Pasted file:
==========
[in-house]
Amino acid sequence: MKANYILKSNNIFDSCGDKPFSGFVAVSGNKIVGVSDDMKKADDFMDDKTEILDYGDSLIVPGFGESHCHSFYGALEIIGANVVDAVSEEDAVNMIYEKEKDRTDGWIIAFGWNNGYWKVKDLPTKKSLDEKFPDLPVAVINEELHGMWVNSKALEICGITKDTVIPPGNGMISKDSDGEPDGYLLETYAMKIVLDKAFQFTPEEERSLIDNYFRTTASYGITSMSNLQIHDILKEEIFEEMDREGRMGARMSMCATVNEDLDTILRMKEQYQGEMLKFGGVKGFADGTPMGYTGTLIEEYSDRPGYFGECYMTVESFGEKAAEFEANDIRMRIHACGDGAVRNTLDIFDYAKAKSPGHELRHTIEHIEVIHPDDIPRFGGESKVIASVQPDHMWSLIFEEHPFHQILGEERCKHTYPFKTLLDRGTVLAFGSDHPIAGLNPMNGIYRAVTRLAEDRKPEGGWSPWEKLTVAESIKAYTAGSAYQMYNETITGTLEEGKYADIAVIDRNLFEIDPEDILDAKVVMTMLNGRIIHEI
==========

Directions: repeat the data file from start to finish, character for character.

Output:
[in-house]
Amino acid sequence: MKANYILKSNNIFDSCGDKPFSGFVAVSGNKIVGVSDDMKKADDFMDDKTEILDYGDSLIVPGFGESHCHSFYGALEIIGANVVDAVSEEDAVNMIYEKEKDRTDGWIIAFGWNNGYWKVKDLPTKKSLDEKFPDLPVAVINEELHGMWVNSKALEICGITKDTVIPPGNGMISKDSDGEPDGYLLETYAMKIVLDKAFQFTPEEERSLIDNYFRTTASYGITSMSNLQIHDILKEEIFEEMDREGRMGARMSMCATVNEDLDTILRMKEQYQGEMLKFGGVKGFADGTPMGYTGTLIEEYSDRPGYFGECYMTVESFGEKAAEFEANDIRMRIHACGDGAVRNTLDIFDYAKAKSPGHELRHTIEHIEVIHPDDIPRFGGESKVIASVQPDHMWSLIFEEHPFHQILGEERCKHTYPFKTLLDRGTVLAFGSDHPIAGLNPMNGIYRAVTRLAEDRKPEGGWSPWEKLTVAESIKAYTAGSAYQMYNETITGTLEEGKYADIAVIDRNLFEIDPEDILDAKVVMTMLNGRIIHEI